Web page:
Descriptor (processor)

from Wikipedia, the free encyclopedia

As a descriptor refers to Intel - x86 - processors from 80286 (introduced in 1982) a structure that a segment or a function in the main memory describes.

A descriptor has a size of 8 bytes and contains the size, position, access rights and use of a segment. In addition to the memory segments just described, there are also system segments that mark an operating system function, for example.

Descriptors only occur in protected mode , in real mode the segments have a constant size of 64 KiB , so they are not required.

All descriptors are divided into three tables.

  • The GDT ( Global Descriptor Table ) can hold a maximum of 8192 descriptors and is available for all processes .
  • The LDT (Local Descriptor Table) is a table that is only available for one process. When a task is changed, its content is also often changed.
  • The third table is the IDT (Interrupt Descriptor Table). It comprises 256 descriptors, for which each descriptor marks the start address of the respective interrupt .

Segment descriptors in 16- / 32-bit protected mode

abbreviation designation meaning
Base address Base address of the segment. The field is divided into two for historical reasons.
G Granularity Specifies whether the segment limit is specified in bytes (G = 0) or in 4 KB pages (G = 1)
D / B Default operand size For code segments:
D = 1: operands have 32 bits by default; D = 0: Operands have 16 bits by default.
(The default values ​​can be changed to the other value for the subsequent machine command using an "Operand Size Prefix")
AVL available is freely available to the operating system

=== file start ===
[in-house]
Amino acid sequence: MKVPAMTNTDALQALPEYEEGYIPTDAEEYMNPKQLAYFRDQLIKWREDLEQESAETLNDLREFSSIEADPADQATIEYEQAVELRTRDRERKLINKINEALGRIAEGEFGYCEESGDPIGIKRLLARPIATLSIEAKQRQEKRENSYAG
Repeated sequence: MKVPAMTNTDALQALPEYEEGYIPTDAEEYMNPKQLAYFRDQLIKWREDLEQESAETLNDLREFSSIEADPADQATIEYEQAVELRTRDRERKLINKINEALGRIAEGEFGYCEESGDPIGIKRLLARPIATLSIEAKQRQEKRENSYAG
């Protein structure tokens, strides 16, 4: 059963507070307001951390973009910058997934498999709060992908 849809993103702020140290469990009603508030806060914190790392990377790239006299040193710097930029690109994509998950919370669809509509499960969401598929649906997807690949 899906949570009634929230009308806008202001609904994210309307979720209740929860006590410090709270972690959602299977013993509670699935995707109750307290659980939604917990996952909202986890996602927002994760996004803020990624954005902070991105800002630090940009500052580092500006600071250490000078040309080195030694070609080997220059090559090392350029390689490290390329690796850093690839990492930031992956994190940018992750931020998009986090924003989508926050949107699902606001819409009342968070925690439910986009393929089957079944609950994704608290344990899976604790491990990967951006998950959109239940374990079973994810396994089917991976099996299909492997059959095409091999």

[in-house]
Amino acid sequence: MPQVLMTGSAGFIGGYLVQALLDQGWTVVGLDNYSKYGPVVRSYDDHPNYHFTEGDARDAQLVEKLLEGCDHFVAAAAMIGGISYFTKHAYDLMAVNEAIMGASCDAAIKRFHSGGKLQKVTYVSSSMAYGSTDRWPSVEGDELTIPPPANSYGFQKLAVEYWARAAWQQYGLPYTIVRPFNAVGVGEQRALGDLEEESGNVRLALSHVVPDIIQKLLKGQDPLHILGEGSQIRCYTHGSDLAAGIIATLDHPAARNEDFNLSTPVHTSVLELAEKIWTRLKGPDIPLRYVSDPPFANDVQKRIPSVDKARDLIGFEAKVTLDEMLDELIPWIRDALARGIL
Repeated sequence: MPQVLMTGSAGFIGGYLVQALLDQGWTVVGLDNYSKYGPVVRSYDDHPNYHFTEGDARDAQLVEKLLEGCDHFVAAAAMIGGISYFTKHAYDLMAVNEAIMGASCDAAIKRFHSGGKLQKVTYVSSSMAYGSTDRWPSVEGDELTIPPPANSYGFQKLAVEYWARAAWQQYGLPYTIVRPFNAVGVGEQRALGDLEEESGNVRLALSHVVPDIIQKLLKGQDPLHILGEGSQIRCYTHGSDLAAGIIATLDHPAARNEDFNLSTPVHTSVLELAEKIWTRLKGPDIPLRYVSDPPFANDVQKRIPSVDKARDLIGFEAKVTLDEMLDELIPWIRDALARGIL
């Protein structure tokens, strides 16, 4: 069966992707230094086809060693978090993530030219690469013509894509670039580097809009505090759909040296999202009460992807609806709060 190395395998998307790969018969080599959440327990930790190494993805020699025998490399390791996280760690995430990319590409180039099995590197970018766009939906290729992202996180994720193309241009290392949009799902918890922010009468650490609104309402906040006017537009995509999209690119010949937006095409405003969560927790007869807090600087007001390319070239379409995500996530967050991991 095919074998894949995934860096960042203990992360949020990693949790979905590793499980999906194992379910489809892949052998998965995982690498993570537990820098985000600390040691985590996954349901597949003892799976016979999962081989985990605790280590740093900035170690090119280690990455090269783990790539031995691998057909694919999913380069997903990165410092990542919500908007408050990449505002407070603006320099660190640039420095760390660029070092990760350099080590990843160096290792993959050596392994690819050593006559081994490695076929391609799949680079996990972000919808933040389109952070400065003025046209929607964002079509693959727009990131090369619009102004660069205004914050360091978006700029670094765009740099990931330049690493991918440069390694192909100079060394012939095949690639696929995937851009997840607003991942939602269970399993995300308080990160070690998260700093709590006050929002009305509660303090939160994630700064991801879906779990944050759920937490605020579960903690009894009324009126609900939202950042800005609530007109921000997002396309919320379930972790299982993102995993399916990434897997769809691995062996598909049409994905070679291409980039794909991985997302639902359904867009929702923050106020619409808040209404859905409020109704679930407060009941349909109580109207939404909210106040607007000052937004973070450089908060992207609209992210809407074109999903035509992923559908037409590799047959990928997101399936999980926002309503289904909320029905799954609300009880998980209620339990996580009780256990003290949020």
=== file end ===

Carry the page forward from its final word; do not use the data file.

Segment limit Size of the segment in bytes or in 4 KiB pages
P present P = 1: segment is available in memory; P = 0: segment does not currently exist (e.g. currently swapped out). Access to segments that are not present trigger an exception (which can be caught by the operating system and used to reload the missing segment)
DPL Descriptor Privilege Level ...
S. System / user S and Type together indicate the type of segment that is described by this descriptor (see below)

Descriptor types

System descriptors

S. Type Type of descriptor
0 (system) 0000 reserved
0001 Available 16-bit Task Status Segment (TSS)
0010 Local descriptor table
0011 Used 16-bit Task Status Segment (TSS)
0100 16-bit call gate
0101 Task Gate
0110 16-bit interrupt gate
0111 16-bit trap gate
1000 reserved
1001 available 32-bit TSS
1010 reserved
1011 used 32-bit TSS
1100 32-bit call gate
1101 reserved
1110 32-bit interrupt gate
1111 32-bit trap gate

A "call gate" segment descriptor describes a well-defined entry point e.g. B. for operating system functions. In protected mode, call gates are the only way for codes with a lower privilege level to call up codes with a higher privilege level.

In a task status segment, the contents of all local registers and other status information are automatically saved in the event of a task change (with hardware multitasking).

User descriptors

If the S-bit is set, the top bit of the Type field indicates whether it is a code or data segment. The meaning of the other 3 bits is different for code and data segments.

S. Type Type of descriptor
1 (user) 0 EWA Data segment
E - Expand Down
W - Writable
A - Accessed
1 CRA Code segment
C - Conforming
R - Readable
A - Accessed

Meaning of the bits:

Expand down - The segment base address marks the upper end of the segment, the limit the distance from the lower limit to the given base address. This is useful for stack segments, since on the x86 platform the processor stack is filled from top to bottom.
Writable - this segment can also be written to.
Accessed - Automatically set to 1 by the processor when the segment has been accessed. It can be reset to 0 by the operating system.
Readable - code segment can also be read out (as data). Writing in code segments is generally not possible.

Source / web link